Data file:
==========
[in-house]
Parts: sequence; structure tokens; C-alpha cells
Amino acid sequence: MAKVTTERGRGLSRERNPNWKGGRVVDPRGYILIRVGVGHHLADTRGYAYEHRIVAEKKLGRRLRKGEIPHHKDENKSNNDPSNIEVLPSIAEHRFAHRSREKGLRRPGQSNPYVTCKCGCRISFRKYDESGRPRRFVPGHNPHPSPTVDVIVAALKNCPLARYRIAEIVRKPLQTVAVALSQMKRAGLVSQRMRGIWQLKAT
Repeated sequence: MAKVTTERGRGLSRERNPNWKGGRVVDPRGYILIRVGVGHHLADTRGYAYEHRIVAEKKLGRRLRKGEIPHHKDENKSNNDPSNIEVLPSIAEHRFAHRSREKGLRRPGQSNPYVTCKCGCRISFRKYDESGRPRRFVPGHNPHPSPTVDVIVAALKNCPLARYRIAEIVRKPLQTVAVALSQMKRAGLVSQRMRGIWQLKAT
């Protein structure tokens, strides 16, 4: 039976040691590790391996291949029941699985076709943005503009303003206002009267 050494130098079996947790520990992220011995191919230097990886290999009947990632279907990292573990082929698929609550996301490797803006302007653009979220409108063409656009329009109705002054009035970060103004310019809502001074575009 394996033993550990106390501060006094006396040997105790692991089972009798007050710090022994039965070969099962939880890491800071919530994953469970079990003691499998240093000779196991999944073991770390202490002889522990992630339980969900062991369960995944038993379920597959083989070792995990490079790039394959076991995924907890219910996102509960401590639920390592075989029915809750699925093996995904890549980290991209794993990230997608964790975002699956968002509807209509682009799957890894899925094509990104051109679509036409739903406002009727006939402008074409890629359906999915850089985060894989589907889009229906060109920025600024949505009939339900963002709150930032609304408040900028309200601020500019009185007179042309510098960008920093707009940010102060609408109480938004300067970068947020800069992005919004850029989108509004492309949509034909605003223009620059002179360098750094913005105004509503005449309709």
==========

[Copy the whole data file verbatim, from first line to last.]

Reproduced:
[in-house]
Parts: sequence; structure tokens; C-alpha cells
Amino acid sequence: MAKVTTERGRGLSRERNPNWKGGRVVDPRGYILIRVGVGHHLADTRGYAYEHRIVAEKKLGRRLRKGEIPHHKDENKSNNDPSNIEVLPSIAEHRFAHRSREKGLRRPGQSNPYVTCKCGCRISFRKYDESGRPRRFVPGHNPHPSPTVDVIVAALKNCPLARYRIAEIVRKPLQTVAVALSQMKRAGLVSQRMRGIWQLKAT
Repeated sequence: MAKVTTERGRGLSRERNPNWKGGRVVDPRGYILIRVGVGHHLADTRGYAYEHRIVAEKKLGRRLRKGEIPHHKDENKSNNDPSNIEVLPSIAEHRFAHRSREKGLRRPGQSNPYVTCKCGCRISFRKYDESGRPRRFVPGHNPHPSPTVDVIVAALKNCPLARYRIAEIVRKPLQTVAVALSQMKRAGLVSQRMRGIWQLKAT
């Protein structure tokens, strides 16, 4: 039976040691590790391996291949029941699985076709943005503009303003206002009267 050494130098079996947790520990992220011995191919230097990886290999009947990632279907990292573990082929698929609550996301490797803006302007653009979220409108063409656009329009109705002054009035970060103004310019809502001074575009 394996033993550990106390501060006094006396040997105790692991089972009798007050710090022994039965070969099962939880890491800071919530994953469970079990003691499998240093000779196991999944073991770390202490002889522990992630339980969900062991369960995944038993379920597959083989070792995990490079790039394959076991995924907890219910996102509960401590639920390592075989029915809750699925093996995904890549980290991209794993990230997608964790975002699956968002509807209509682009799957890894899925094509990104051109679509036409739903406002009727006939402008074409890629359906999915850089985060894989589907889009229906060109920025600024949505009939339900963002709150930032609304408040900028309200601020500019009185007179042309510098960008920093707009940010102060609408109480938004300067970068947020800069992005919004850029989108509004492309949509034909605003223009620059002179360098750094913005105004509503005449309709």